Pixar is the kind of studio that can tell an entire love story without words. And it’s a whole love story with adult problems—tragedies, delayed dreams, budget crises, and growing old. Parents taking their children to go see Pixar’s latest film, UP, will be in for a pleasant surprise when they find that the action and comedy are at least as much intended for an adult audience as for children, if not more. In UP, Disney and Pixar have created a movie that is meaningful and funny for both children and adults, without resorting to the type of potty humor or other dirty jokes of some animated films, such as the Shrek series.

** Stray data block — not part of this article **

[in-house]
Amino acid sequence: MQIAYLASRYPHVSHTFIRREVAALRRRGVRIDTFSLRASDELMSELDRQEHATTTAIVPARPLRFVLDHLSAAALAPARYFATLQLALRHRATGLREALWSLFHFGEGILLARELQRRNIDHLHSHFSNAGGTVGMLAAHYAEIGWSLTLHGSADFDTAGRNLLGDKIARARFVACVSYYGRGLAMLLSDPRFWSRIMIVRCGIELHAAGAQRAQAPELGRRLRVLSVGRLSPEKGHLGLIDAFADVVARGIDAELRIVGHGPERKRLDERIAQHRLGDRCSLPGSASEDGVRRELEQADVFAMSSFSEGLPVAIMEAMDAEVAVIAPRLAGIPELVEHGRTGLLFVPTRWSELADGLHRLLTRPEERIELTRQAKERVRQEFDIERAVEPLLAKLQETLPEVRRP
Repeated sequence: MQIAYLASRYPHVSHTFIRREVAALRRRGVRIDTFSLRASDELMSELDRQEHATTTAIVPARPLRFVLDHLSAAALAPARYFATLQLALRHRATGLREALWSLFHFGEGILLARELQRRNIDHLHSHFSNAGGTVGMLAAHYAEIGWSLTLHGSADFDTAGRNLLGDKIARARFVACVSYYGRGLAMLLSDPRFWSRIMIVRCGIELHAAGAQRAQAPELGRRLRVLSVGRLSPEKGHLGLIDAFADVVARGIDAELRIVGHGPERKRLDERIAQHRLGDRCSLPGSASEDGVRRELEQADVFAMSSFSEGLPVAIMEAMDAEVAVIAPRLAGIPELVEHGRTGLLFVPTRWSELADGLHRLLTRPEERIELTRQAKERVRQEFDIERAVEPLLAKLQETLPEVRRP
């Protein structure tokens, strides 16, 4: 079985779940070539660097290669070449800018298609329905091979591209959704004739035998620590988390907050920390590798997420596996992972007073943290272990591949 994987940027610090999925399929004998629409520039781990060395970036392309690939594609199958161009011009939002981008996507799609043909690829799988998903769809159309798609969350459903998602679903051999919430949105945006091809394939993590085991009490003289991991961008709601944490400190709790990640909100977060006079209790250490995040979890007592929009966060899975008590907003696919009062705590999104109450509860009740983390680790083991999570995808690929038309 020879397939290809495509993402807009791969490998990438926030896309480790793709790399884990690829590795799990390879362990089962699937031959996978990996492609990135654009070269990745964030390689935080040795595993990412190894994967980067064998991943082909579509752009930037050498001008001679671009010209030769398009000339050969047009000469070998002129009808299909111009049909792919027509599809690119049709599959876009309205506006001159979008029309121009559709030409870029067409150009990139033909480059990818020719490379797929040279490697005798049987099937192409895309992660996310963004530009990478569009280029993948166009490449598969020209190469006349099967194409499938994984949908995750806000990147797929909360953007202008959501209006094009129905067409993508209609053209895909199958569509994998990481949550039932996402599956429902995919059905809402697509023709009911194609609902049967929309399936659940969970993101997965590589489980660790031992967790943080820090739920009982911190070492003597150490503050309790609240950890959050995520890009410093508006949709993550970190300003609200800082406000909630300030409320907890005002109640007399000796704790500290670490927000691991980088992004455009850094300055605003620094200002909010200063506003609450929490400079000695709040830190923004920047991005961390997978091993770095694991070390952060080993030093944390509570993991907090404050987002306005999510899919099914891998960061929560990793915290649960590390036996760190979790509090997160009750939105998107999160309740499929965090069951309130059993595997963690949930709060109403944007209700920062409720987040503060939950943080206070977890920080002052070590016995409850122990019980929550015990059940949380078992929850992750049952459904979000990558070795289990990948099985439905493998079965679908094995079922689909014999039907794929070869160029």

Based on the movie trailers, somehow I thought that a child was the movie’s hero and the old man was just along for the ride. Really, though, the hero of UP is the old man, Carl Fredricksen (voiced by Edward Asner). UP begins with Carl as a child, meeting Ellie, the girl who would become the love of his life. They share a dream of flying to South America like their childhood hero, aviator Charles Muntz. Pixar beautifully shows the audience the story of their life together in a five minute sequence of scenes without dialogue, just music. For me, this was the most memorable part of the whole movie. Carl and Ellie keep saving to have their big adventure, but life’s surprises are sometimes expensive and that keeps them at home. At the end of this sequence, Carl is much, much older (78?) and is living as a widower in the house that he and Ellie played in their whole lives. And he’s about to lose it all. A flashy, young construction company is building skyscrapers all around his house, but Carl refuses to move. After an outburst of anger, Carl is court-ordered to sell the house and move to a retirement community. But he’s not about to let the house be destroyed. If it’s going down, he’s going down with it. Or, rather, he’s going up. Carl decides it’s about time he and Ellie had their big adventure and he attaches an impossible number of balloons to his house, stringing them up through the chimney. When the nurses from the retirement home come to get him, he lets the balloons out and his house lifts right off its foundation and floats away.